WHAT do students remember after leaving school? I met some of my former students in New Zealand two years ago. They were actually my tuition class students. I felt a great feeling of accomplishment as they are grown-ups now with their own children and they still call me teacher. Their spouses also call me teacher, which is fine with me.
Being a curious person, I asked them what they remember learning in school. I had taught most of them from Standard One or Two right up to Form Three. After Form Three, I did not give extra coaching as the content is very specialised and you need expert teachers to guide students.

One student said she remembered that I took her swimming. I was amused because swimming was not part of my curriculum. But during the weekends, these students were invited to join me on my activities, such as swimming, hiking and mountain climbing. This particular student said she still could not swim but the trip to thepool was so memorable and fresh in her thoughts after two decades.

I have also asked myself what I remember learning in school as I reach the prime of my profession and think of all the transformations taking place in our education system. Do I remember the daily learning and teaching that took place? Maybe a little but I remember the hands-on activities that we did more. In primary school, I remember doing gardening in a small plot of land next to the school hall. We pulled weeds and planted vegetables like spinach and long beans. We took care of the plants, watered them daily, harvested the vegetables and took them home to be cooked by our proud mothers.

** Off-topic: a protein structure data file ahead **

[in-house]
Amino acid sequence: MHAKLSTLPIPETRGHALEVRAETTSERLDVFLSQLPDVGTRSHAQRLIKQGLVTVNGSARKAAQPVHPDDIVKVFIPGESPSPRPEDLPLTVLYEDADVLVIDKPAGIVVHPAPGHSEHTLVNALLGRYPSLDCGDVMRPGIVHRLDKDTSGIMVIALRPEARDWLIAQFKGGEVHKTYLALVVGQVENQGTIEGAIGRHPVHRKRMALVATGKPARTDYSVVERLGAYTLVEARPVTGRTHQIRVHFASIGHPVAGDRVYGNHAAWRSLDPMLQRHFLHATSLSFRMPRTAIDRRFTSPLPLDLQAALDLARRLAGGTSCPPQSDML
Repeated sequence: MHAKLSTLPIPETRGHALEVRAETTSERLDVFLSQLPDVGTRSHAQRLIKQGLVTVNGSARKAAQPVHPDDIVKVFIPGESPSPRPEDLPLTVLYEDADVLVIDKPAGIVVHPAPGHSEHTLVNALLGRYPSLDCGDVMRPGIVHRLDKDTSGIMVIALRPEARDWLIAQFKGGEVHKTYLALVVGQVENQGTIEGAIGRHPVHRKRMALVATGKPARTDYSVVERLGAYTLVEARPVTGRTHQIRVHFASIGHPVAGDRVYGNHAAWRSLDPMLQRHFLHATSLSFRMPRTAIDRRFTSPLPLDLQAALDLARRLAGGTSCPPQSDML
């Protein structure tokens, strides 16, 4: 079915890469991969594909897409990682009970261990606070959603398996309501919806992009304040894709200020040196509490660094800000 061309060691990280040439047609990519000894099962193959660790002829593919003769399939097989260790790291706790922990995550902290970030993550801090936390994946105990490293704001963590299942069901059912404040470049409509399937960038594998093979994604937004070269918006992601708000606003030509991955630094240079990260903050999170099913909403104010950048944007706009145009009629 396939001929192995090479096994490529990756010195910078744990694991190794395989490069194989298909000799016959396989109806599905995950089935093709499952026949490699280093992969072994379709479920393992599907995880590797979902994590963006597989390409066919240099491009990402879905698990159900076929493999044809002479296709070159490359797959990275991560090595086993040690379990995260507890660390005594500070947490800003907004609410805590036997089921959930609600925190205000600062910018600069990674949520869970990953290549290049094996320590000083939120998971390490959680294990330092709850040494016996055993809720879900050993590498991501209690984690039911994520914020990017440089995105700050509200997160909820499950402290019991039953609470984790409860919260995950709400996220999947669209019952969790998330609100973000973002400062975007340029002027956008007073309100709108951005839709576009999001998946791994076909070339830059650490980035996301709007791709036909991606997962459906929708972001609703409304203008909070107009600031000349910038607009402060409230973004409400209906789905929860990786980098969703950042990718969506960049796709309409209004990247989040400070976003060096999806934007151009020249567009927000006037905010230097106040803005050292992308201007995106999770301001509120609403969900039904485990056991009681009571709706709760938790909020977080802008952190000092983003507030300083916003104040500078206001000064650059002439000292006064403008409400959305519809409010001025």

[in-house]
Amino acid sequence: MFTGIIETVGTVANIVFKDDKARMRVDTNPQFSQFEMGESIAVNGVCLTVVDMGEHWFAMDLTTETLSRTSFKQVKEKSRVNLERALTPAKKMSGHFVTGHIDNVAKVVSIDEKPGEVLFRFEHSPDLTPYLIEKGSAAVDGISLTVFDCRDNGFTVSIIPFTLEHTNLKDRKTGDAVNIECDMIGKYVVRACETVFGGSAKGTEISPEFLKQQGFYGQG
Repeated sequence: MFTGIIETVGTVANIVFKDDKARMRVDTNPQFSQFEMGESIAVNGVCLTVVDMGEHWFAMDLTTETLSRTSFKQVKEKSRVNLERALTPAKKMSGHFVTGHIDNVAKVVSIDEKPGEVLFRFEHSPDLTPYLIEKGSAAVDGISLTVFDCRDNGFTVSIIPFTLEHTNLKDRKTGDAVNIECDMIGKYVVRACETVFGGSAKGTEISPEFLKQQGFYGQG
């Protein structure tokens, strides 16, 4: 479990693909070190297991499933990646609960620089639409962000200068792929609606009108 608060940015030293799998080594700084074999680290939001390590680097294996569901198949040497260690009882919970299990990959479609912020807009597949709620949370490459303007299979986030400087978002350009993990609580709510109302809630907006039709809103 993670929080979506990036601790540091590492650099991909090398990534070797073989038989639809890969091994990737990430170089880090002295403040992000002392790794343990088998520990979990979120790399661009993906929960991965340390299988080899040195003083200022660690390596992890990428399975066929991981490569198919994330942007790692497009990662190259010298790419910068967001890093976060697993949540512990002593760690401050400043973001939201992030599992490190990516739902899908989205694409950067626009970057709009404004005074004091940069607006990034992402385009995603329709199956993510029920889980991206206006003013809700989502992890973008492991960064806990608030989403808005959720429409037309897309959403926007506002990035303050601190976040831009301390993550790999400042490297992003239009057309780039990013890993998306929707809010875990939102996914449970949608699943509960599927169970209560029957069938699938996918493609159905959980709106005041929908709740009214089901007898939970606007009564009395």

I remember going around the staff room, selling the extra vegetables we had harvested to the teachers and other school administrators. I remember using the extra cash to buy food for a home which catered to the needs of the special children in my home town. As for secondary school, I remember the prefectorial camps that I attended, where aspects of social justice and being fair to all students was cultivated in prefects. I remember all my teachers, especially one who shone during my Form Three year.

She made me see the person I would be in the future by making me write as essay titled “The Real Me”. She made me realise that we all had potential and we needed to tap into our capabilities and skills to ensure that we brought out the best in ourselves, regardless of family status or who our parents were. This whole journey of schooling and what students can learn from their schooling experience is very much influenced by the teachers who teach them and how they leave an impact on the growing years. My teachers were great inspirers; I thank each and every one wholeheartedly for making me the person that I am. I hope I can be like them and inspire my students who are and will become teachers, to understand this noble vocation.

[Source:-new Straits Time]